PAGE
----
The most horrifying implication of Egeland's statement, however, relates to the conduct of war. According to the Egeland principle, culpability for the use of civilians as shields or camouflage lies not with the soldier who disguises himself, hides among the people, and shoots from residences, schools, and mosques, but with the uniformed soldier who by dint of his uniform marks himself as a legitimate target. If this is established international law, as Egeland says it is, then international law is contemptible. Under the Egeland principle, the more an enemy soldiers shields himself with civilians -- innocent or otherwise -- the less the enemy may respond. Under that logic, Israel should round up a few thousand Lebanese to scatter among its tanks and infantry when it goes after those rocket batteries. Will the world then think that Hezbollah commits a crime when it shoots back?

It amazes me that the international law fetishists, who will cry foul at the slightest alleged infraction by the United States or Israel, do not object to entire military campaigns conducted in violation of centuries-old standards. This idea that insurgents that do not wear uniforms are somehow not responsible -- or not as responsible -- for the collateral damage caused by uniformed soldiers fighting back is deeply insidious. My own opinion is that this strange sympathy for soldiers who fight from behind civilians springs from the left's romantic attachment to Hezbollah's military ancestors, the Maoist guerrillas of the Cold War. The middle-aged elites who dominate the media, universities, and international agencies do not in their gut hold Hezbollah responsible for civilian deaths because, deep down, they also think Che Guevara t-shirts are cool.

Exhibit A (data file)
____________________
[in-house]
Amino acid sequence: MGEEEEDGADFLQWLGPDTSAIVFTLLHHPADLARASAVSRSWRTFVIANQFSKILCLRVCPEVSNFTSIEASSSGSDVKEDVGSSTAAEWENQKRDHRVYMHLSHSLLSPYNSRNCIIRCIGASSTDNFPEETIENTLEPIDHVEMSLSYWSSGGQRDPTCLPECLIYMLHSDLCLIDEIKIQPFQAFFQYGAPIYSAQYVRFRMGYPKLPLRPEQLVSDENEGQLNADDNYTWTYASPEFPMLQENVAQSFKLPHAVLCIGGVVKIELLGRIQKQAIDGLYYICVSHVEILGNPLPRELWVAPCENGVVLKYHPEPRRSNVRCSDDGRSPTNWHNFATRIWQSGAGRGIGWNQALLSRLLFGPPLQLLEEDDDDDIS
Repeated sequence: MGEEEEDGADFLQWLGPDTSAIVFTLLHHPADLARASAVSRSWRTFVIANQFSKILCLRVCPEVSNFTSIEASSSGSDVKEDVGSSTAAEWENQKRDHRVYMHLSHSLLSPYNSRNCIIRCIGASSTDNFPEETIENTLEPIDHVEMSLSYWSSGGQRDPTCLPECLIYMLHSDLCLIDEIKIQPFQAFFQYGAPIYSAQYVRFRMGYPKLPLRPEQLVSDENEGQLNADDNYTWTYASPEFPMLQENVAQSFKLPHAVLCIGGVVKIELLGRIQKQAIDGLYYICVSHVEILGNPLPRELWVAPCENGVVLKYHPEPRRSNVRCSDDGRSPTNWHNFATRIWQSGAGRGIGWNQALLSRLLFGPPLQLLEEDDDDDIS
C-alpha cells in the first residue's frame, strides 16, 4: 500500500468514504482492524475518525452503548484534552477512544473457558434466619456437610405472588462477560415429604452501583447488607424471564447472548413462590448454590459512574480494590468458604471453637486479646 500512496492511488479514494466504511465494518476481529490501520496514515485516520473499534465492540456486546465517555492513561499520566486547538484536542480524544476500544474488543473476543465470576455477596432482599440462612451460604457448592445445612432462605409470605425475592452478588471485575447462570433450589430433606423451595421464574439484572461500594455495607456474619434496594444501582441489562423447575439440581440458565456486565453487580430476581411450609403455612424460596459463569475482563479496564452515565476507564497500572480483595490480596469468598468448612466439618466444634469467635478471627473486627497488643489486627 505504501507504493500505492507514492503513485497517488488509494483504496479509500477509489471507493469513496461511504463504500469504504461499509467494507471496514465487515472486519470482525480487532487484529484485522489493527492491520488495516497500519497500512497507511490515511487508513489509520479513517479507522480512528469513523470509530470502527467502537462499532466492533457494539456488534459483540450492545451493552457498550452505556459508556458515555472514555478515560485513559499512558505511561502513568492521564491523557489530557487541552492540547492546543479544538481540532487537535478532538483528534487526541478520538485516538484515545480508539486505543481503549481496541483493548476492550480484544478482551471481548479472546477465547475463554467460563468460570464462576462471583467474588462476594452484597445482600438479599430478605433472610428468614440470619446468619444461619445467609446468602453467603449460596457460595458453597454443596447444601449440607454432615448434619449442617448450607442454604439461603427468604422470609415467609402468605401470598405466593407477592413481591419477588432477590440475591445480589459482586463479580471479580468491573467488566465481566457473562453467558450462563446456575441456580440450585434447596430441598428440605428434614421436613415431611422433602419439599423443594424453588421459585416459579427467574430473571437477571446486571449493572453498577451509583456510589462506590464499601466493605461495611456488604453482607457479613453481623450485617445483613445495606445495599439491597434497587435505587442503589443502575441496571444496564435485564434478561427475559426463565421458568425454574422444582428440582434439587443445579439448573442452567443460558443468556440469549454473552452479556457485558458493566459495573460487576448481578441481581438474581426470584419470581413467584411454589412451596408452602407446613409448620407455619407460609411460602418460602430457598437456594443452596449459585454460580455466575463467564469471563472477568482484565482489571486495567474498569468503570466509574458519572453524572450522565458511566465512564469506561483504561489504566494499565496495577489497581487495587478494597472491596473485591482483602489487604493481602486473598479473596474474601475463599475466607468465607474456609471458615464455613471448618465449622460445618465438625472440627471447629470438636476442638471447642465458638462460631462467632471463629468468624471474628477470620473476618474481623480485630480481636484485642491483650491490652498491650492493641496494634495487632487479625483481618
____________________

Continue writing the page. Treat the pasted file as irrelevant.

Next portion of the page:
UPDATE: Joshua Brook of The New Republic weighs in with a very useful primer (free reg. req.) on the law of "proportionality," and how various human rights groups and others have twisted it to condemn Israel:
On Wednesday, U.N. humanitarian chief Jan Egeland became the latest human rights advocate to butcher the concept of proportionality. "Proportionality is there in the law," he said. "The law has been made through generations of experience on the battlefield. If you kill more civilians than military personnel, one should not attack." In fact, this one-to-one principle has no basis in the law. There are plenty of scenarios under which the proportionality principle would permit such a strike--say, an attack that killed two Hezbollah operatives about to launch a missile, while also killing three civilians who were being used as human shields.